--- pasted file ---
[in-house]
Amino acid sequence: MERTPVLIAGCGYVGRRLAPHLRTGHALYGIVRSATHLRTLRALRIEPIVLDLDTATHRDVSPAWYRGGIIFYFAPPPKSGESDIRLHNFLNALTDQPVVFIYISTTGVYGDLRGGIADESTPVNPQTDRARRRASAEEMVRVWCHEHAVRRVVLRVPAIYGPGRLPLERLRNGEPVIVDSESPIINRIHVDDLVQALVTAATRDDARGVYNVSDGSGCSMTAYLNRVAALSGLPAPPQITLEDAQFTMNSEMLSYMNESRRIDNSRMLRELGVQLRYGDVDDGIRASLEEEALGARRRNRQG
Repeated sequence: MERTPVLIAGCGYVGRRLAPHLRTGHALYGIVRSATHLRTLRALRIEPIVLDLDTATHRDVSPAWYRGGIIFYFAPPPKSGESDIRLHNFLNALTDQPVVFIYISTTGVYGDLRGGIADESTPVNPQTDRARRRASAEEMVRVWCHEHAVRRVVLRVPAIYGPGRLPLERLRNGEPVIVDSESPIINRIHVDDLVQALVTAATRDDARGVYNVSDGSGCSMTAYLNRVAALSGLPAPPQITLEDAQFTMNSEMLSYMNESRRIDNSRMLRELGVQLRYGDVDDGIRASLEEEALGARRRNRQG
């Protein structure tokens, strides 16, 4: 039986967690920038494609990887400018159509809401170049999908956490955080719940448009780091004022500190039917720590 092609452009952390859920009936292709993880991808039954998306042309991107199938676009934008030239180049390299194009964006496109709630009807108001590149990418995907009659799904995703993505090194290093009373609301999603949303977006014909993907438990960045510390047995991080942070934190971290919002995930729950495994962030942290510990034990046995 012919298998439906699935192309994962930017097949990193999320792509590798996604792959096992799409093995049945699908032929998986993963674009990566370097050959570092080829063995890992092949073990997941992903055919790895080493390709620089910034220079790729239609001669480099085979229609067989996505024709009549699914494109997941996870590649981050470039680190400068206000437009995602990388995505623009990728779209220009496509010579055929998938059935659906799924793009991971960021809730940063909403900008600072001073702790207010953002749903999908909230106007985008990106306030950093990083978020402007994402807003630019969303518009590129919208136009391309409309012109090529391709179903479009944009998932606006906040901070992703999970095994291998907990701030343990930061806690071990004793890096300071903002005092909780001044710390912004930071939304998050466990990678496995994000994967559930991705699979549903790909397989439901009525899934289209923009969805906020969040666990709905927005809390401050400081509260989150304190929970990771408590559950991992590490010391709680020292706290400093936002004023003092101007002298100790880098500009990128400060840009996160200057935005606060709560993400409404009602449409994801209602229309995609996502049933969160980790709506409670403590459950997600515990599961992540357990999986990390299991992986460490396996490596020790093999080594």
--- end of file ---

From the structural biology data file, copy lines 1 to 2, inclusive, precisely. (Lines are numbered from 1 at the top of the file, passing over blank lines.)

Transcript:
[in-house]
Amino acid sequence: MERTPVLIAGCGYVGRRLAPHLRTGHALYGIVRSATHLRTLRALRIEPIVLDLDTATHRDVSPAWYRGGIIFYFAPPPKSGESDIRLHNFLNALTDQPVVFIYISTTGVYGDLRGGIADESTPVNPQTDRARRRASAEEMVRVWCHEHAVRRVVLRVPAIYGPGRLPLERLRNGEPVIVDSESPIINRIHVDDLVQALVTAATRDDARGVYNVSDGSGCSMTAYLNRVAALSGLPAPPQITLEDAQFTMNSEMLSYMNESRRIDNSRMLRELGVQLRYGDVDDGIRASLEEEALGARRRNRQG